In the fall, two European countries, Poland and Slovakia, were to hold probably the most interesting elections on the European continent. In both countries, citizens were to elect national parliaments. In Slovakia, which is a parliamentary republic, a de facto prime minister was elected at the same time, he is the head of state and he will determine the internal and foreign policy of the state for the next 5 years. Poland is a mixed republic where the president and prime minister are equal in their powers, but at the current moment both of them represent the same conservative Law and Justice party and the de facto leader of the country since 2015 has been the party leader Jaroslaw Kaczynski. However, common to both states and both elections was the struggle between local euroskeptic nationalists and supporters of European integration. And if in Poland the nationalists in power risk losing the opportunity to blackmail the EU and full control over the state apparatus, which they have had for the last 8 years, and share it with the lobbyists of Brussels’ interests, in Slovakia the local patriotic forces have a chance to regain the influence they lost 3 years ago. In our article we will try to give an assessment of what happened in Slovakia on September 30, and a forecast of what awaits Poland on October 15, and what consequences it will have not only for the Eastern European countries themselves, but for the whole of Europe.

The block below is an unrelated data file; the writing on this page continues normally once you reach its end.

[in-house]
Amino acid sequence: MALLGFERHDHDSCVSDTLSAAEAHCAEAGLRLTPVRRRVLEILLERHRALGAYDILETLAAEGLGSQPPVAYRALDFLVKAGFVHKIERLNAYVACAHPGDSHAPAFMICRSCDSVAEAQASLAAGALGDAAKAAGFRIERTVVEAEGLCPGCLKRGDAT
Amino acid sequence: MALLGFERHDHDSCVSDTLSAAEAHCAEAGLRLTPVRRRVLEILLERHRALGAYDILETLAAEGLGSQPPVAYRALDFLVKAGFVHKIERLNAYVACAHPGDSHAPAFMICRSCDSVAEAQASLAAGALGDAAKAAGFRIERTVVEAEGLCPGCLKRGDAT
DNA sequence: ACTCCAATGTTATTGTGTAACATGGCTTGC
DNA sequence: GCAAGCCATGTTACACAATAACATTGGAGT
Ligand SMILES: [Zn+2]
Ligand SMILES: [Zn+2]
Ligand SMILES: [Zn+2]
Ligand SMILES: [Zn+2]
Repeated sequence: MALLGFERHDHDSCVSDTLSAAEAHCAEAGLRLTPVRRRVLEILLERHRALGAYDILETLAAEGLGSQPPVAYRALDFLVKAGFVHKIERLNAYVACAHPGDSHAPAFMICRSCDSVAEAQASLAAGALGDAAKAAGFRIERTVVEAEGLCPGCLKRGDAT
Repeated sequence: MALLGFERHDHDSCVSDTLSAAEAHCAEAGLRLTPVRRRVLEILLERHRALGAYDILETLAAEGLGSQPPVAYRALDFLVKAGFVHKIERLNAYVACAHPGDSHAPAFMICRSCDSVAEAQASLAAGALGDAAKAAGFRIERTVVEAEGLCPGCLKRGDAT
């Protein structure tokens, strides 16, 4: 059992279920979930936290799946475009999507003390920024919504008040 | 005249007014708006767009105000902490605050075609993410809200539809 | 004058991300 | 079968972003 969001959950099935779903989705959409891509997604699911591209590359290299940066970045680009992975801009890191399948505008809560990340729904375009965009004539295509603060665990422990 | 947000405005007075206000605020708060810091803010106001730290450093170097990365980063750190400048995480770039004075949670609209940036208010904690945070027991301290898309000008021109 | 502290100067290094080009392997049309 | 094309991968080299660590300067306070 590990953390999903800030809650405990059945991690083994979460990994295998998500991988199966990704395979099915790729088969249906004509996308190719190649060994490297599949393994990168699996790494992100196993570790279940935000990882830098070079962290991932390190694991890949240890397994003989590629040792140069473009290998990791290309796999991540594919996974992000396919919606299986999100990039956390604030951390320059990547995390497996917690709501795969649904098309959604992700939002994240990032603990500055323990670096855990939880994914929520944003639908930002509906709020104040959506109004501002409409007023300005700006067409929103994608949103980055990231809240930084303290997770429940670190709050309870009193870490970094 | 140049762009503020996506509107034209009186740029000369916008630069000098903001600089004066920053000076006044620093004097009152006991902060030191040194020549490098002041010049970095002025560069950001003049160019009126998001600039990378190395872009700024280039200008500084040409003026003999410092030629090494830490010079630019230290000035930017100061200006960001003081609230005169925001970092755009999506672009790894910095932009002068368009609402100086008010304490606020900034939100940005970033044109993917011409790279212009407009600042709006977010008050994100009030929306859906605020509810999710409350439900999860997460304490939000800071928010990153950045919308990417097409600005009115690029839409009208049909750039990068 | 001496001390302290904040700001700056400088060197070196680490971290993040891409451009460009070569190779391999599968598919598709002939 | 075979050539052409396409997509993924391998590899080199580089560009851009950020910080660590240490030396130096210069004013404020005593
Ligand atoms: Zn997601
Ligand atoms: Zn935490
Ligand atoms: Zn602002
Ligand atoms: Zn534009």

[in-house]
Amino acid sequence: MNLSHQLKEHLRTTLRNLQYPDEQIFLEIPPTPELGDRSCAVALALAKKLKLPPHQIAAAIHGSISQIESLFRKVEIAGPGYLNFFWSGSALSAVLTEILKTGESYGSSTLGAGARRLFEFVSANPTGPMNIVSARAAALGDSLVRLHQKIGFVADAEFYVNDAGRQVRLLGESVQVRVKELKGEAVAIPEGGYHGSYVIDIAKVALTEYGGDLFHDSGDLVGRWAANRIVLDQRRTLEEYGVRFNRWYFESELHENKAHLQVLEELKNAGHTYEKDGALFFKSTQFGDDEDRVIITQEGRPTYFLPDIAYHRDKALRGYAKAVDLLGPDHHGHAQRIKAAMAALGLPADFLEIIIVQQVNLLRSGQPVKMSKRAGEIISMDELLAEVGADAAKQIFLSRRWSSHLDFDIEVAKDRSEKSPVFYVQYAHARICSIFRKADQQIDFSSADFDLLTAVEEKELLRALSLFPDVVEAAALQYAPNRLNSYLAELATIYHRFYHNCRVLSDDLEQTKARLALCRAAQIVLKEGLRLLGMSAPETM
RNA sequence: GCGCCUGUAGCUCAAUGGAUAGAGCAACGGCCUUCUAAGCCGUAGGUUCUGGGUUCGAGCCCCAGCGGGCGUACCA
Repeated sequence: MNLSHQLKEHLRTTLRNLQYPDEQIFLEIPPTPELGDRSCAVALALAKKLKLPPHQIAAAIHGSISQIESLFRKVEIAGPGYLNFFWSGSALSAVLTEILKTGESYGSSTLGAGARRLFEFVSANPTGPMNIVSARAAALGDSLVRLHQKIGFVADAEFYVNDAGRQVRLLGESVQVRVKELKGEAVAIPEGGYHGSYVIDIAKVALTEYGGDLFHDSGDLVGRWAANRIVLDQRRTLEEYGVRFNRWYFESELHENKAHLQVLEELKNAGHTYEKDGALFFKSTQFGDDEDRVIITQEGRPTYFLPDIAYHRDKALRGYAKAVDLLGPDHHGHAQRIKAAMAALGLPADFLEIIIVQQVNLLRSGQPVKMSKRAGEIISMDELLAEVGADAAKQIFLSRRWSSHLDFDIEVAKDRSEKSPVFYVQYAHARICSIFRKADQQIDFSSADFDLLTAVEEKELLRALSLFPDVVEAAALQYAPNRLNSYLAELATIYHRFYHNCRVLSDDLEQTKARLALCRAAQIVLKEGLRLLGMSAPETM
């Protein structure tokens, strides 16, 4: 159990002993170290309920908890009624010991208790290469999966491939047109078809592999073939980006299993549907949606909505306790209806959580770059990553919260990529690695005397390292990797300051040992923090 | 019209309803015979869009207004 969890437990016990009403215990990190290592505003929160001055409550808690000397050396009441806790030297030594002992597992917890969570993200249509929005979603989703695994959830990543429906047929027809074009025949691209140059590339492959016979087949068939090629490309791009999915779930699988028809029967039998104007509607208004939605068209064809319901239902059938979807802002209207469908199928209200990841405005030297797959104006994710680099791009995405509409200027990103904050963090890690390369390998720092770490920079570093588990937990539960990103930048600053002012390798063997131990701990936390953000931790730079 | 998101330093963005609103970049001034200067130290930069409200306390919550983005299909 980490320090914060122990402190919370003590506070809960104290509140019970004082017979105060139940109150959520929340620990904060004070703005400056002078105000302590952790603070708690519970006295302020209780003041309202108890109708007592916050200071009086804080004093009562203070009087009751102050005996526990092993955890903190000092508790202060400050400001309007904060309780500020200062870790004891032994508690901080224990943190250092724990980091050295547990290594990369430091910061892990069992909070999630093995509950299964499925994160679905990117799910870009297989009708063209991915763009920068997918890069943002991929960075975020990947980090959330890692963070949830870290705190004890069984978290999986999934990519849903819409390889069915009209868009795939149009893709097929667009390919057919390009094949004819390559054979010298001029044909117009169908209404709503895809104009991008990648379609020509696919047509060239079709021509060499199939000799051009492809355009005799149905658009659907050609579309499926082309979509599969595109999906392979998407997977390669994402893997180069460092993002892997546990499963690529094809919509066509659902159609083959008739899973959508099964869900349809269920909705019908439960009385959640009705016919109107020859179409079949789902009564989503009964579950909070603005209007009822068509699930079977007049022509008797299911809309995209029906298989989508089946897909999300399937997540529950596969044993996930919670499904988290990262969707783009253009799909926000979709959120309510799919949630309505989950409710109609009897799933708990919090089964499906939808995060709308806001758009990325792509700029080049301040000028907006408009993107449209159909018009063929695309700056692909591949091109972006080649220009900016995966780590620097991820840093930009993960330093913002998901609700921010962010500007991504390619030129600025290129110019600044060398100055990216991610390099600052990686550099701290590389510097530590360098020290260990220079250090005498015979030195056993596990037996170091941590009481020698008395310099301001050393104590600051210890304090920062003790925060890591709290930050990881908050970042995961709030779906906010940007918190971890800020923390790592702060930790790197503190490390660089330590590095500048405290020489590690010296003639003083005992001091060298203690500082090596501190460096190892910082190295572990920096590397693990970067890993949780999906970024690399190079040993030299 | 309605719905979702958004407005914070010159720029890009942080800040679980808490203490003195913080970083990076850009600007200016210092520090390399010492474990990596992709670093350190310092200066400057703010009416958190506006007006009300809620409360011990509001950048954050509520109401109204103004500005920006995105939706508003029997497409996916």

We should start with the more populous, wealthy and politically significant Poland. As always, the main competition in the elections is between the ruling conservative euroskeptic Law and Justice (PiS) party and the liberal Civic Platform party, led by proven European official Donald Tusk. In recent months, the opposing parties seem to have exhausted all of their long-standing reasons for mutual criticism and have been unable to come up with anything new and capable of seriously turning the situation around, and party ratings have virtually frozen. At the moment, the conservative United Right alliance has about 35% support, but in the elections it is expected a result of 39%, thanks to the resources of his administration, which Kaczynski is not shy using. And despite the opposition’s active resistance to any falsification, we should expect the actual rating of the Right to grow by 2-3%. In order to steal another 1-2% from the opposition and to sway the conservative and undecided electorate to their side, PiS political technologists decided to hold a national referendum on acute social issues on October 15, which de facto should be a referendum of confidence in the migration, social and economic policies of the authorities.